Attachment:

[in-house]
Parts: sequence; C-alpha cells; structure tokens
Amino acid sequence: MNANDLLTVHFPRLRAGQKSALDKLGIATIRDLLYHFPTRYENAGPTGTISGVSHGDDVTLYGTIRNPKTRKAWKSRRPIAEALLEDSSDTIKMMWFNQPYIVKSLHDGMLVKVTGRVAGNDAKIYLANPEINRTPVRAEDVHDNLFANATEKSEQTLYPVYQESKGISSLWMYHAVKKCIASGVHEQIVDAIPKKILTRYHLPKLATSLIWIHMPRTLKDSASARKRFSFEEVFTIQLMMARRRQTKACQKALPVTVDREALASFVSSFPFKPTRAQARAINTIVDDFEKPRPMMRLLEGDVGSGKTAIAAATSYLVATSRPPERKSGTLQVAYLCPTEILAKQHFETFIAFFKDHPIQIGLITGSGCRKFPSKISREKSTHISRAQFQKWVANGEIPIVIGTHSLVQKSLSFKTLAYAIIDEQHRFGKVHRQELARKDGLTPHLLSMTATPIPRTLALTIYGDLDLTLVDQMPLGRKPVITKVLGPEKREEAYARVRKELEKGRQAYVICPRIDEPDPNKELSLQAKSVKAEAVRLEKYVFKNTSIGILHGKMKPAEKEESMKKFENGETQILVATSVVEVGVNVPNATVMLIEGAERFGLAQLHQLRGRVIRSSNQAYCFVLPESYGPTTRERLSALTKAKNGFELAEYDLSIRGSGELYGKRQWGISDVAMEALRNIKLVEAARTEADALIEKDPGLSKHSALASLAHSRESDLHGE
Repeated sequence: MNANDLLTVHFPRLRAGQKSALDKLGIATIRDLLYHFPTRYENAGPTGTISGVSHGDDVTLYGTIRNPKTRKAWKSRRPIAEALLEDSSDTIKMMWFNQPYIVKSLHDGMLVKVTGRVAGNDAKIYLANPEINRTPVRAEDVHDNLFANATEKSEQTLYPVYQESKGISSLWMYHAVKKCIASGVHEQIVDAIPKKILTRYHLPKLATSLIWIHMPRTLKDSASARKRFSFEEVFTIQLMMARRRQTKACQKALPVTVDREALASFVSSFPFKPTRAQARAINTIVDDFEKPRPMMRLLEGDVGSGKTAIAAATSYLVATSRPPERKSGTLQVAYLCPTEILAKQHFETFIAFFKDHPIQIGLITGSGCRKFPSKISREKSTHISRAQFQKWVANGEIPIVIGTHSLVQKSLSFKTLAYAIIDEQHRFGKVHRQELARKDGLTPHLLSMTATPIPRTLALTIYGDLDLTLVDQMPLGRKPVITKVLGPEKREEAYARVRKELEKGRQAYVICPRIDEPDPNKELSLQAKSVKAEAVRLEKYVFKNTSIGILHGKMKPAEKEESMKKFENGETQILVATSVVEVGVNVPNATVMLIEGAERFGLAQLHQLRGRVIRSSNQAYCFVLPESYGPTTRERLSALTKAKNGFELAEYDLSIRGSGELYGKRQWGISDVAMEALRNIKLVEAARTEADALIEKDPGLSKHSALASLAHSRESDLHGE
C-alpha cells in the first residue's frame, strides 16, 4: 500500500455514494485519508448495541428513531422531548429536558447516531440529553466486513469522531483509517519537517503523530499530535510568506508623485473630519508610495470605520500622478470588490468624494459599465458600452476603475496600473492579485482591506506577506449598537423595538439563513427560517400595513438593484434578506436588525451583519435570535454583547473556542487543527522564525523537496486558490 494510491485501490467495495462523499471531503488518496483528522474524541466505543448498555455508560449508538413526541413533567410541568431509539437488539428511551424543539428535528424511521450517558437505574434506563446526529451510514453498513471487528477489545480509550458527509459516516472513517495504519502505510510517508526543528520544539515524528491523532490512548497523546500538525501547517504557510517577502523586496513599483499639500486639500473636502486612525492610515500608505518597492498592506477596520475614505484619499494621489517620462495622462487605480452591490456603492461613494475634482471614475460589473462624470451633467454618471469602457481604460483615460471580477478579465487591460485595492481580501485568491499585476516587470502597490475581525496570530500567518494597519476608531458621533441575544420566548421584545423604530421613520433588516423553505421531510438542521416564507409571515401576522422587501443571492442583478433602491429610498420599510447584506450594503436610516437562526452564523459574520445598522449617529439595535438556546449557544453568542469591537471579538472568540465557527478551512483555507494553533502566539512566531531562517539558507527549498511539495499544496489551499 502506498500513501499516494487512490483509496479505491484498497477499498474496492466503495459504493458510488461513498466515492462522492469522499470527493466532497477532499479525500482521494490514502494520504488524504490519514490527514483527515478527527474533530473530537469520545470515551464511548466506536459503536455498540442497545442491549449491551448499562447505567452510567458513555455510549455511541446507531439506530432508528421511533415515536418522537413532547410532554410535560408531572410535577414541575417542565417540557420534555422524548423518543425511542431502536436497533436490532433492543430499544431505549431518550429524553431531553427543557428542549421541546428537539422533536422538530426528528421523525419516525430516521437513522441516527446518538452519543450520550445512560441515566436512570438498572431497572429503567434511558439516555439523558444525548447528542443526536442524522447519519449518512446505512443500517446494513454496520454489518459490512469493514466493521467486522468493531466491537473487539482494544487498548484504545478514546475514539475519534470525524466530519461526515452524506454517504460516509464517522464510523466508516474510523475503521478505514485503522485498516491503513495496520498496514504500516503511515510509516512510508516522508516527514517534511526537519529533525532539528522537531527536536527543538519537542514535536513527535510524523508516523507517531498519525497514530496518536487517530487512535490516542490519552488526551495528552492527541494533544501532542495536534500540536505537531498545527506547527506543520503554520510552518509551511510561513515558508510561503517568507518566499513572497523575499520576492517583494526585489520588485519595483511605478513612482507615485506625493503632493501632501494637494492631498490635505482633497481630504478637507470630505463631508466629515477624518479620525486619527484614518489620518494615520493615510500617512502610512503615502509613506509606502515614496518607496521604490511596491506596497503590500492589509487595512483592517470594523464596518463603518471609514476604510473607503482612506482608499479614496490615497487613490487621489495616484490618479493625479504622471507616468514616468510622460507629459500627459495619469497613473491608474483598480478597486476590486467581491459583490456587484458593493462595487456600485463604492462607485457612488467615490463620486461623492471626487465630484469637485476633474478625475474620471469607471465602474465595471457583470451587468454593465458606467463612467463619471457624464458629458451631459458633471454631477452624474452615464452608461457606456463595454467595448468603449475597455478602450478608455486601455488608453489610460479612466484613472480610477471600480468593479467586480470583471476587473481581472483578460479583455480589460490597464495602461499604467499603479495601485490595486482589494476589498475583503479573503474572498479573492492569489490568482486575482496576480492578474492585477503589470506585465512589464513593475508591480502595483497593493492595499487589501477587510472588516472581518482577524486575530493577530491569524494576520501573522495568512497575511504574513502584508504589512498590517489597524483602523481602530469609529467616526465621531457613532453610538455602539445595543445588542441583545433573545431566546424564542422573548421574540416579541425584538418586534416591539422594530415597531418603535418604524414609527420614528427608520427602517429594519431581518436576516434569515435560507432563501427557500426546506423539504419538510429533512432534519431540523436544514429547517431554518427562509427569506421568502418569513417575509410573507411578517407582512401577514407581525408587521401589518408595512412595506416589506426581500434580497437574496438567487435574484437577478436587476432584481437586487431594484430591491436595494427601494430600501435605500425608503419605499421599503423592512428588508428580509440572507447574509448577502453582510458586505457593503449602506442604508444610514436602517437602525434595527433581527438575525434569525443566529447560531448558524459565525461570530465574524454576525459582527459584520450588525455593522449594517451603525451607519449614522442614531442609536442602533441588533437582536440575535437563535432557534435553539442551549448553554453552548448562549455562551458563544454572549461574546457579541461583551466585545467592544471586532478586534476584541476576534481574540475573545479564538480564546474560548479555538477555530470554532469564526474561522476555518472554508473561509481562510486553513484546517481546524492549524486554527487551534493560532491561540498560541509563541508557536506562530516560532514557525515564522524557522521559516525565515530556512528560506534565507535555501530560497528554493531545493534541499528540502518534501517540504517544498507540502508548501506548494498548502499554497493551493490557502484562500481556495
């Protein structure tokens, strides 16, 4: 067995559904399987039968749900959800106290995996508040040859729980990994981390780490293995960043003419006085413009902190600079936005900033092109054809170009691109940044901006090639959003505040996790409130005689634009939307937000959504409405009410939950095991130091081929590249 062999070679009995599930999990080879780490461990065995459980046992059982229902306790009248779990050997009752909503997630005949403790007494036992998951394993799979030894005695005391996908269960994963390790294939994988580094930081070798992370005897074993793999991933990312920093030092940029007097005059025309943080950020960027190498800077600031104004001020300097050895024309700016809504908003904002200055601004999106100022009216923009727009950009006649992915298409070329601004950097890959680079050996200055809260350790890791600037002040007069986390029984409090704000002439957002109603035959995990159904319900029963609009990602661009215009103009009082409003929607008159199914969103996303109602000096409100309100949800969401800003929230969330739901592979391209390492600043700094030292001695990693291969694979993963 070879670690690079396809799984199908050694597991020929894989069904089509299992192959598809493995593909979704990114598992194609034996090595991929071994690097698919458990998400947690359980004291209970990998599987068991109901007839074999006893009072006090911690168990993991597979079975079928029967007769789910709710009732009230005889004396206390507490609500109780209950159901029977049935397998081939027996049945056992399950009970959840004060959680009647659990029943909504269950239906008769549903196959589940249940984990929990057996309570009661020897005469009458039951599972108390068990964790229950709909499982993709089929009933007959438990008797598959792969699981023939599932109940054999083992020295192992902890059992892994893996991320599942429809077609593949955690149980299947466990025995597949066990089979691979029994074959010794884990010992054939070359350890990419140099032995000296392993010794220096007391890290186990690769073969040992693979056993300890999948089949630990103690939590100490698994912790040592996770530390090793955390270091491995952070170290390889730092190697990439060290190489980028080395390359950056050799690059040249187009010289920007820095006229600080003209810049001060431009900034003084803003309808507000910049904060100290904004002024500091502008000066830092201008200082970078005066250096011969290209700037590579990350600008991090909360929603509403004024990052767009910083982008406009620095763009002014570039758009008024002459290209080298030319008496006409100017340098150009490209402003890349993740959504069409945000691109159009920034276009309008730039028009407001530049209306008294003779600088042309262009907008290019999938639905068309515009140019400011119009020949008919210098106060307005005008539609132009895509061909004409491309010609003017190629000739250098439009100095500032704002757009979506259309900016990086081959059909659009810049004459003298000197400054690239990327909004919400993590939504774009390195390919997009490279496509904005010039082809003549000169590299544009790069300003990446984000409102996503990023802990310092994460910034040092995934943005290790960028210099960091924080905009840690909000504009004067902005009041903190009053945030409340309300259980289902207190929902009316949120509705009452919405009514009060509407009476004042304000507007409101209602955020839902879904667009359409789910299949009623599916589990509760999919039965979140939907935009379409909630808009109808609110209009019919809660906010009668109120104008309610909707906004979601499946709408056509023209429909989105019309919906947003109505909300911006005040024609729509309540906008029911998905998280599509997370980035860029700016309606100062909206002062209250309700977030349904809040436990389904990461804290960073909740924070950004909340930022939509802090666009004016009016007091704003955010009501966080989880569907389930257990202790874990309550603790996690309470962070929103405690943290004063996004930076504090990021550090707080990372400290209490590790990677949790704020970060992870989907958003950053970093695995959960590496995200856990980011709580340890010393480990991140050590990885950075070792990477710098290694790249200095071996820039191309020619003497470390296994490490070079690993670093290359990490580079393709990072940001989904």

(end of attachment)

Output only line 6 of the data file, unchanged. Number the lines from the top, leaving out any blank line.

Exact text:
């Protein structure tokens, strides 16, 4: 067995559904399987039968749900959800106290995996508040040859729980990994981390780490293995960043003419006085413009902190600079936005900033092109054809170009691109940044901006090639959003505040996790409130005689634009939307937000959504409405009410939950095991130091081929590249 062999070679009995599930999990080879780490461990065995459980046992059982229902306790009248779990050997009752909503997630005949403790007494036992998951394993799979030894005695005391996908269960994963390790294939994988580094930081070798992370005897074993793999991933990312920093030092940029007097005059025309943080950020960027190498800077600031104004001020300097050895024309700016809504908003904002200055601004999106100022009216923009727009950009006649992915298409070329601004950097890959680079050996200055809260350790890791600037002040007069986390029984409090704000002439957002109603035959995990159904319900029963609009990602661009215009103009009082409003929607008159199914969103996303109602000096409100309100949800969401800003929230969330739901592979391209390492600043700094030292001695990693291969694979993963 070879670690690079396809799984199908050694597991020929894989069904089509299992192959598809493995593909979704990114598992194609034996090595991929071994690097698919458990998400947690359980004291209970990998599987068991109901007839074999006893009072006090911690168990993991597979079975079928029967007769789910709710009732009230005889004396206390507490609500109780209950159901029977049935397998081939027996049945056992399950009970959840004060959680009647659990029943909504269950239906008769549903196959589940249940984990929990057996309570009661020897005469009458039951599972108390068990964790229950709909499982993709089929009933007959438990008797598959792969699981023939599932109940054999083992020295192992902890059992892994893996991320599942429809077609593949955690149980299947466990025995597949066990089979691979029994074959010794884990010992054939070359350890990419140099032995000296392993010794220096007391890290186990690769073969040992693979056993300890999948089949630990103690939590100490698994912790040592996770530390090793955390270091491995952070170290390889730092190697990439060290190489980028080395390359950056050799690059040249187009010289920007820095006229600080003209810049001060431009900034003084803003309808507000910049904060100290904004002024500091502008000066830092201008200082970078005066250096011969290209700037590579990350600008991090909360929603509403004024990052767009910083982008406009620095763009002014570039758009008024002459290209080298030319008496006409100017340098150009490209402003890349993740959504069409945000691109159009920034276009309008730039028009407001530049209306008294003779600088042309262009907008290019999938639905068309515009140019400011119009020949008919210098106060307005005008539609132009895509061909004409491309010609003017190629000739250098439009100095500032704002757009979506259309900016990086081959059909659009810049004459003298000197400054690239990327909004919400993590939504774009390195390919997009490279496509904005010039082809003549000169590299544009790069300003990446984000409102996503990023802990310092994460910034040092995934943005290790960028210099960091924080905009840690909000504009004067902005009041903190009053945030409340309300259980289902207190929902009316949120509705009452919405009514009060509407009476004042304000507007409101209602955020839902879904667009359409789910299949009623599916589990509760999919039965979140939907935009379409909630808009109808609110209009019919809660906010009668109120104008309610909707906004979601499946709408056509023209429909989105019309919906947003109505909300911006005040024609729509309540906008029911998905998280599509997370980035860029700016309606100062909206002062209250309700977030349904809040436990389904990461804290960073909740924070950004909340930022939509802090666009004016009016007091704003955010009501966080989880569907389930257990202790874990309550603790996690309470962070929103405690943290004063996004930076504090990021550090707080990372400290209490590790990677949790704020970060992870989907958003950053970093695995959960590496995200856990980011709580340890010393480990991140050590990885950075070792990477710098290694790249200095071996820039191309020619003497470390296994490490070079690993670093290359990490580079393709990072940001989904």